and the immediate neighbourhood the boys were initiated whenever the ceremonies took place. Young children, even sucklings, were made Matambala; for the latter they would go into the villages and beg milk from the women, since the infants could not come out of the sacred precints and the women could not go in; they were branded with the slender midribs of the leaflets of the cocoa-nut. Nothing was paid for entrance to the Matambala. The initiation of the new members was not performed till they had been some time living in the houses on the beach, while the mysterious figures were being constructed in the secret places in the wood; it was part of their preparation that they should be frightened by the bird-headed clubs, the kuku. and they were threatened with death if they revealed the secrets. Altogether they remained away from their homes three months.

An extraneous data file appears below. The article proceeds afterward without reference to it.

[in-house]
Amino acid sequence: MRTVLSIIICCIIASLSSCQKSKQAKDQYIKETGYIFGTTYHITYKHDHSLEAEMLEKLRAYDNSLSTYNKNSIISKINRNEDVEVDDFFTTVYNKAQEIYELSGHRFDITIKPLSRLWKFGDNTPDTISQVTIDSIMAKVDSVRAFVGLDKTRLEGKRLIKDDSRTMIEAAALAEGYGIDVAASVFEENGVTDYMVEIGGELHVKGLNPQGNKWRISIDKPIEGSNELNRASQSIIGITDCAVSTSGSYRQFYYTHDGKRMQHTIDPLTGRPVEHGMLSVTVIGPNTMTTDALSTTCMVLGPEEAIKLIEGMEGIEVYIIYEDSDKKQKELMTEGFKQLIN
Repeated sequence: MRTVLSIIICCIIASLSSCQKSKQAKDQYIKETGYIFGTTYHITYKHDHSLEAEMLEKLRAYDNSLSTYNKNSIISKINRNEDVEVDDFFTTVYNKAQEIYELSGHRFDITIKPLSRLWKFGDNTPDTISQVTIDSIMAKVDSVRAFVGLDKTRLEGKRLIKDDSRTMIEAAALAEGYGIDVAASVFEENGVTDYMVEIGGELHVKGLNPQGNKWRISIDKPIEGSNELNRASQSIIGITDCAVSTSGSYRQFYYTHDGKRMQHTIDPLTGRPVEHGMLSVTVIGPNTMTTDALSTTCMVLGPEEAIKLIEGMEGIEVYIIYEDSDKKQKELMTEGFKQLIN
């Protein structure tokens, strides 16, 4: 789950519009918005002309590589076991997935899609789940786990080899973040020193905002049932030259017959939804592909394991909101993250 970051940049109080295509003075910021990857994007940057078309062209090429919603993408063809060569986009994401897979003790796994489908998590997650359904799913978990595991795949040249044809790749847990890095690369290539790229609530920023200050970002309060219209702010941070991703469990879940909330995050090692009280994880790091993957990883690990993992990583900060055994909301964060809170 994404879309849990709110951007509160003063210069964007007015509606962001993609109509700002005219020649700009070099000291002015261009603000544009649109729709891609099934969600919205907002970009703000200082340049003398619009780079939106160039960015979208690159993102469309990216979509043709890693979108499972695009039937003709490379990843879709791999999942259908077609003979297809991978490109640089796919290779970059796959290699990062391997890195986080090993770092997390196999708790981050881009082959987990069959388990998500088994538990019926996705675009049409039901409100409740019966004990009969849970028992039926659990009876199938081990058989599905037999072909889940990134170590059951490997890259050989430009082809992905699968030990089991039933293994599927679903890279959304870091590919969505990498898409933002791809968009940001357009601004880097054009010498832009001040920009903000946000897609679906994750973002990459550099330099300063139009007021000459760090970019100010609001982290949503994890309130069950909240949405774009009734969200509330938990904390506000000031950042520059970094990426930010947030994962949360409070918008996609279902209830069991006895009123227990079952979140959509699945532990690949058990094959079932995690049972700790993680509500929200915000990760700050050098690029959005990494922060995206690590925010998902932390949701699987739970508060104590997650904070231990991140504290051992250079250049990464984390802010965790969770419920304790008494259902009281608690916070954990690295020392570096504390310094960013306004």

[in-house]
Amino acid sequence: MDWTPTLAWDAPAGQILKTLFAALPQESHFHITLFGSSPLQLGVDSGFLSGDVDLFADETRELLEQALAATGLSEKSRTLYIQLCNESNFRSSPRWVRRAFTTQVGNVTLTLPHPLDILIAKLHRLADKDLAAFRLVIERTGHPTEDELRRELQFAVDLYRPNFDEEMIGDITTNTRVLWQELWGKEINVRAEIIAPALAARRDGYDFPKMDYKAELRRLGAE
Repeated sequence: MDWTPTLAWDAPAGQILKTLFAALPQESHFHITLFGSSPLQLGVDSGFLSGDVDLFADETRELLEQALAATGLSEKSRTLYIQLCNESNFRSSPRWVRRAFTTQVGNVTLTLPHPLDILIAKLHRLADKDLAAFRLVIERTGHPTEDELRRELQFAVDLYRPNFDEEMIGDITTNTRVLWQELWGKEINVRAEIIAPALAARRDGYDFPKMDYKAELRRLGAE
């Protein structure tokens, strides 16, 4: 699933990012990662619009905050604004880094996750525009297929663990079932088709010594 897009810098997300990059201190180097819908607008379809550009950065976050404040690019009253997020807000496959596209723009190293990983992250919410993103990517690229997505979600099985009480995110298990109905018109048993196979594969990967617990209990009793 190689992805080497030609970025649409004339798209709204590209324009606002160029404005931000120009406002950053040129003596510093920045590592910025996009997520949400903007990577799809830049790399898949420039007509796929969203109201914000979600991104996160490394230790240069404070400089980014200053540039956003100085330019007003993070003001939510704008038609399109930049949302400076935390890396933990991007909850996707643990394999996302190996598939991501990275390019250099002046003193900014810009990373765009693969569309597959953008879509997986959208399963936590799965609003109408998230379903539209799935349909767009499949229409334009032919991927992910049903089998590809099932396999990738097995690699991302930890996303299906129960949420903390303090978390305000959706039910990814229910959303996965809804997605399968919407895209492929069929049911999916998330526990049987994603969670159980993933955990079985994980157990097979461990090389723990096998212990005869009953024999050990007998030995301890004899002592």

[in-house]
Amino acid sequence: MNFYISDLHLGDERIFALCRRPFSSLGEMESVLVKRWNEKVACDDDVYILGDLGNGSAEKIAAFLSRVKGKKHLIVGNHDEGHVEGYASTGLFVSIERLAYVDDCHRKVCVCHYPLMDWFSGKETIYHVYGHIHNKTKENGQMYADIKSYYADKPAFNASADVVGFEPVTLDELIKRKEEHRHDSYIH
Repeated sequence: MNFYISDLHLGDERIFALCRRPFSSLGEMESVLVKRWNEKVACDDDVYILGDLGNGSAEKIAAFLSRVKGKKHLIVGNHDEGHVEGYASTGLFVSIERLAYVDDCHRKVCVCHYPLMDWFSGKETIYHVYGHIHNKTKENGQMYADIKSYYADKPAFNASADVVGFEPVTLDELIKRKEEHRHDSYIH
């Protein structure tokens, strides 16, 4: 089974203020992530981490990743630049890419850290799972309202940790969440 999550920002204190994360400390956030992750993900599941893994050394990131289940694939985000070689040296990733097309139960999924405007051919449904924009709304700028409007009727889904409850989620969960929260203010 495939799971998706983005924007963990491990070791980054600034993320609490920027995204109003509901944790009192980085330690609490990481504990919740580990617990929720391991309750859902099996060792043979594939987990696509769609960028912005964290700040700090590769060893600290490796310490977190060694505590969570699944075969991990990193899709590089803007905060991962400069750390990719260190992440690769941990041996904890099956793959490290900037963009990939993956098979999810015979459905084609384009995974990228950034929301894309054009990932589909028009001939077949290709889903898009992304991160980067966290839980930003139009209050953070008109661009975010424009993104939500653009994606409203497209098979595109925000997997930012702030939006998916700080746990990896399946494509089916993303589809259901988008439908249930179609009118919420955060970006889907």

During the whole of this time the Matambala, under cover of the terror of their pretended association with ghosts, and taking advantage of the closing of the paths, were playing tricks and robbing in all the country round. They would come as far as to Gaeta to steal pigs to sacrifice to Siko; they would cut down trees to fall across the roads, and no one dared remove them; they would pull down cocoa-nut palms and big trees with ropes in the night as a proof that the ghosts were abroad, for no mere man could be supposed so strong as to overthrow them. From time to time they sacrificed to Siko. More than once also they made their appearance in the villages. 'When the bamboos have been cut down, they appoint a three days' space for the going up inland of the ghosts (that is, of the Matambala), and when the three days' space is past, then about the time of the clock striking ten at night the ghosts go up. And all the women in the villages have been making tutu and gola (mashes of food) since morning. And when the night has come the men of the Matambala down at the beach take buro (bull-roarers), and seesee (bundles of cocoa-nut fronds to beat over a stick), and go up inland with them and approach the village; and they beat the seesee and whirl the buro, and come into the village; and